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In a word: Unctuous

Each week The Sun's John McIntyre presents a moderately obscure but evocative word with which you may not be familiar — another brick to add to the wall of your working vocabulary. This week's word:

UNCTUOUS

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One of the joys of

Bleak House

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is Dickens's unctuous Mr. Chadband, introduced thus: "Mr. Chadband is a large yellow man with a fat smile and a general appearance of having a good deal of train oil in his system. … Mr. Chadband moves softly and cumbrously, not unlike a bear who has been taught to walk upright. He is very much embarrassed about the arms, as if they were inconvenient to him and he wanted to grovel, is very much in a perspiration about the head, and never speaks without first putting up his great hand, as delivering a token to his hearers that he is going to edify them."

Even his speech is oily, given as he is to discoursing in rhetorical questions (and answering them): " 'My friends,' says he, 'what is this which we now behold as being spread before us? Refreshment. Do we need refreshment then, my friends? We do. And why do we need refreshment, my friends? Because we are but mortal, because we are but sinful, because we are but of the earth, because we are not of the air. Can we fly, my friends? We cannot. Why can we not fly, my friends?'"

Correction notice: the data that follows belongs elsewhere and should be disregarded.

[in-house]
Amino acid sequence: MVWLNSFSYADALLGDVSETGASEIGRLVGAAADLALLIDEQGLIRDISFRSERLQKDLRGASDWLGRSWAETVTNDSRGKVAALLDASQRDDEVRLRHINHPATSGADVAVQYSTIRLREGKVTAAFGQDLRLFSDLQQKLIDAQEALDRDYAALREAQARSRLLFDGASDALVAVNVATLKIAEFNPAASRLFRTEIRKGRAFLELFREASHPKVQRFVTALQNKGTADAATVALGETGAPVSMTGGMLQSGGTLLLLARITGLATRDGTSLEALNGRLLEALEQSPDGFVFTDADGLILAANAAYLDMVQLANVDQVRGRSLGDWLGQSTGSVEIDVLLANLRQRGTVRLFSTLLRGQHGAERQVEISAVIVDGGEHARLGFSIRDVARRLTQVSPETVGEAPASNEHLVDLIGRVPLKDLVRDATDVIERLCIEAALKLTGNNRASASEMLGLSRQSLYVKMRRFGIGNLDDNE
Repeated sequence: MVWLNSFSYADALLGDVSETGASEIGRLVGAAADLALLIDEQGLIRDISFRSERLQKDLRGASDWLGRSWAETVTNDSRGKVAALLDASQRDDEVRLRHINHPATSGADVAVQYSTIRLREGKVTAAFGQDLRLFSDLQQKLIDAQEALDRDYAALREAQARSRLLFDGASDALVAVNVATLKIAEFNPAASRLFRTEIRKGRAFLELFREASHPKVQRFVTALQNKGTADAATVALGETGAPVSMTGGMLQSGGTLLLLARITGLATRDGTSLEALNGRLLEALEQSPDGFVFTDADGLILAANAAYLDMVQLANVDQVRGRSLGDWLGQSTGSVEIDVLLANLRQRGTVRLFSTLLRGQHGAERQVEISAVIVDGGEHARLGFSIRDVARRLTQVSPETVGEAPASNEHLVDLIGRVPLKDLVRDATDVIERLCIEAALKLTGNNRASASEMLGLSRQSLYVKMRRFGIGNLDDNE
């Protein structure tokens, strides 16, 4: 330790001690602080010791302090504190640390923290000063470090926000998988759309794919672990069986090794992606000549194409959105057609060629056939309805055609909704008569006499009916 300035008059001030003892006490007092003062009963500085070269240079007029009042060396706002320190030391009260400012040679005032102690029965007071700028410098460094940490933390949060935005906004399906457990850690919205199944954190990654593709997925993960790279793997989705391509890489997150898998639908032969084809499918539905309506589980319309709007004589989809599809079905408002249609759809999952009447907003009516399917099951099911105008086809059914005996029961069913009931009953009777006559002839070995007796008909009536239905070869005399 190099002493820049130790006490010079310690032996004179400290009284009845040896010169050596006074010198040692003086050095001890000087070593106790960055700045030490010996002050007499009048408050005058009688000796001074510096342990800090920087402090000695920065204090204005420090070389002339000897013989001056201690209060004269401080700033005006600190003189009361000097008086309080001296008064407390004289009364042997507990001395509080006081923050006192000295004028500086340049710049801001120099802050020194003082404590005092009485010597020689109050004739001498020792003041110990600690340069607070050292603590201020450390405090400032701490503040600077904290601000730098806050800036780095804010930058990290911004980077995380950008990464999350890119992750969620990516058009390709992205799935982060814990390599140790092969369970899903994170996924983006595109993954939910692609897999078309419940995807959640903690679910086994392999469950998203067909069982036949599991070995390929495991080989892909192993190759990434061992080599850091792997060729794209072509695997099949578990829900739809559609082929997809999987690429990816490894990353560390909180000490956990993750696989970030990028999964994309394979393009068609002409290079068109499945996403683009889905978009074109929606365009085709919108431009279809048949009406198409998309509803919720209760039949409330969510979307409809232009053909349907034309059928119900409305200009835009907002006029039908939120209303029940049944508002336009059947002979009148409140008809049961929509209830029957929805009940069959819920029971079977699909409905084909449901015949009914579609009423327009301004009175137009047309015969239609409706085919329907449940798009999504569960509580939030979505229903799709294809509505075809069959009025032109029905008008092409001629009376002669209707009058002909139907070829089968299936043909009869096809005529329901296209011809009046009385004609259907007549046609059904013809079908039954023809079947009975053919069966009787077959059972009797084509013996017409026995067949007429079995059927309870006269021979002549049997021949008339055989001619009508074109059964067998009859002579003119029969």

The word

unctuous

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(pronounced UNK-choo-us) means oily or greasy, in the literal sense, excessively suave, given to excessive flattery, smugly earnest in the figurative sense. It comes from the medieval Latin

unctuosus

, ultimately from the Latin

unctus

, "anointing," and

unguere

, "to anoint."

Unction

and

unguent

rise from the same source.

Example:

Mary McCarthy, writing in "America the Beautiful" in 1947 for

Commentary

: "Congress — these, for the most part, illiterate hacks whose fancy vests are spotted with gravy and whose speeches, hypocritical, unctuous and slovenly, are spotted also with the gravy of political patronage."

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